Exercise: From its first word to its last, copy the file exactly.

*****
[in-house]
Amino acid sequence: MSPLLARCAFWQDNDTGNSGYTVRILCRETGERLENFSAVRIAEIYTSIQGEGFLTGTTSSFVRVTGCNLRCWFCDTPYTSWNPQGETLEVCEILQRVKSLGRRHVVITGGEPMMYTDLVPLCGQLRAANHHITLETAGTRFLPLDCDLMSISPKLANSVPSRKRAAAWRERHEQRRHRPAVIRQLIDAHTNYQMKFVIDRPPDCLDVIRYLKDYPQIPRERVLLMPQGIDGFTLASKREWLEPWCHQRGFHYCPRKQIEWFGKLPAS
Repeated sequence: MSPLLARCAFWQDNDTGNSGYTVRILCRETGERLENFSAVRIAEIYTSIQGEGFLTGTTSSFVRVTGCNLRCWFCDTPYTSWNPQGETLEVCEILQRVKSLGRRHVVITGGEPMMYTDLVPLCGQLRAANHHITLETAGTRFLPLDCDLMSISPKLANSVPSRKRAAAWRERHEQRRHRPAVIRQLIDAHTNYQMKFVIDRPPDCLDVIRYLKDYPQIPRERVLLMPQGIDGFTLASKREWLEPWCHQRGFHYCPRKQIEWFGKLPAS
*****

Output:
[in-house]
Amino acid sequence: MSPLLARCAFWQDNDTGNSGYTVRILCRETGERLENFSAVRIAEIYTSIQGEGFLTGTTSSFVRVTGCNLRCWFCDTPYTSWNPQGETLEVCEILQRVKSLGRRHVVITGGEPMMYTDLVPLCGQLRAANHHITLETAGTRFLPLDCDLMSISPKLANSVPSRKRAAAWRERHEQRRHRPAVIRQLIDAHTNYQMKFVIDRPPDCLDVIRYLKDYPQIPRERVLLMPQGIDGFTLASKREWLEPWCHQRGFHYCPRKQIEWFGKLPAS
Repeated sequence: MSPLLARCAFWQDNDTGNSGYTVRILCRETGERLENFSAVRIAEIYTSIQGEGFLTGTTSSFVRVTGCNLRCWFCDTPYTSWNPQGETLEVCEILQRVKSLGRRHVVITGGEPMMYTDLVPLCGQLRAANHHITLETAGTRFLPLDCDLMSISPKLANSVPSRKRAAAWRERHEQRRHRPAVIRQLIDAHTNYQMKFVIDRPPDCLDVIRYLKDYPQIPRERVLLMPQGIDGFTLASKREWLEPWCHQRGFHYCPRKQIEWFGKLPAS